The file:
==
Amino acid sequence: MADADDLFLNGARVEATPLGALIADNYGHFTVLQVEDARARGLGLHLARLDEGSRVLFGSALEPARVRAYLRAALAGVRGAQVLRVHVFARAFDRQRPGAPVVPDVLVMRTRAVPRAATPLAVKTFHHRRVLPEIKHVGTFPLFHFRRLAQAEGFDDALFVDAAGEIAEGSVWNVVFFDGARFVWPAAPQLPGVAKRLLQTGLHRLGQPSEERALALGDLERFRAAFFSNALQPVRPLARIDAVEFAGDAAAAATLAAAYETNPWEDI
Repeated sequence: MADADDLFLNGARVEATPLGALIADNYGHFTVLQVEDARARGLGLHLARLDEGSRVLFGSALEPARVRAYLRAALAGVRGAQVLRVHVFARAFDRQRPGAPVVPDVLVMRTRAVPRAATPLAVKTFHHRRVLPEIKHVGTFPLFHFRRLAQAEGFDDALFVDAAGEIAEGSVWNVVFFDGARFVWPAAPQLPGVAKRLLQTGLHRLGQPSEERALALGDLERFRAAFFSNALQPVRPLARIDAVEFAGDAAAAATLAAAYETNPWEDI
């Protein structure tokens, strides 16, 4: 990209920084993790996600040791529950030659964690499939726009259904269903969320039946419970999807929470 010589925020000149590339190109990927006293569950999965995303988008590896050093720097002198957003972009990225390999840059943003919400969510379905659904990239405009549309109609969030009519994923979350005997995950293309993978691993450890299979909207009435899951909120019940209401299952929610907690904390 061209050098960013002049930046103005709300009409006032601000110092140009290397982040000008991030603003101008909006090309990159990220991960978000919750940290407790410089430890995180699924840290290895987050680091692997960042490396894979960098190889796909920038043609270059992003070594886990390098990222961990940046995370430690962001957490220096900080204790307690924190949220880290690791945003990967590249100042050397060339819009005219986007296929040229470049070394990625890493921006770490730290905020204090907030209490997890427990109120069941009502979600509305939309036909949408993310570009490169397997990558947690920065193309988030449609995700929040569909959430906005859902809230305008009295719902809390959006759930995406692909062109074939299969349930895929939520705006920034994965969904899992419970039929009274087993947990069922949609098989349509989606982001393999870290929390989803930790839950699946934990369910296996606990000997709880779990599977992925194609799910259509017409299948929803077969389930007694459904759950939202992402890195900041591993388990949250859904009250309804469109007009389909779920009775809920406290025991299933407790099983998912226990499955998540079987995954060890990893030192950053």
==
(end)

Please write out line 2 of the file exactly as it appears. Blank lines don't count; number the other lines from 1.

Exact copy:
Repeated sequence: MADADDLFLNGARVEATPLGALIADNYGHFTVLQVEDARARGLGLHLARLDEGSRVLFGSALEPARVRAYLRAALAGVRGAQVLRVHVFARAFDRQRPGAPVVPDVLVMRTRAVPRAATPLAVKTFHHRRVLPEIKHVGTFPLFHFRRLAQAEGFDDALFVDAAGEIAEGSVWNVVFFDGARFVWPAAPQLPGVAKRLLQTGLHRLGQPSEERALALGDLERFRAAFFSNALQPVRPLARIDAVEFAGDAAAAATLAAAYETNPWEDI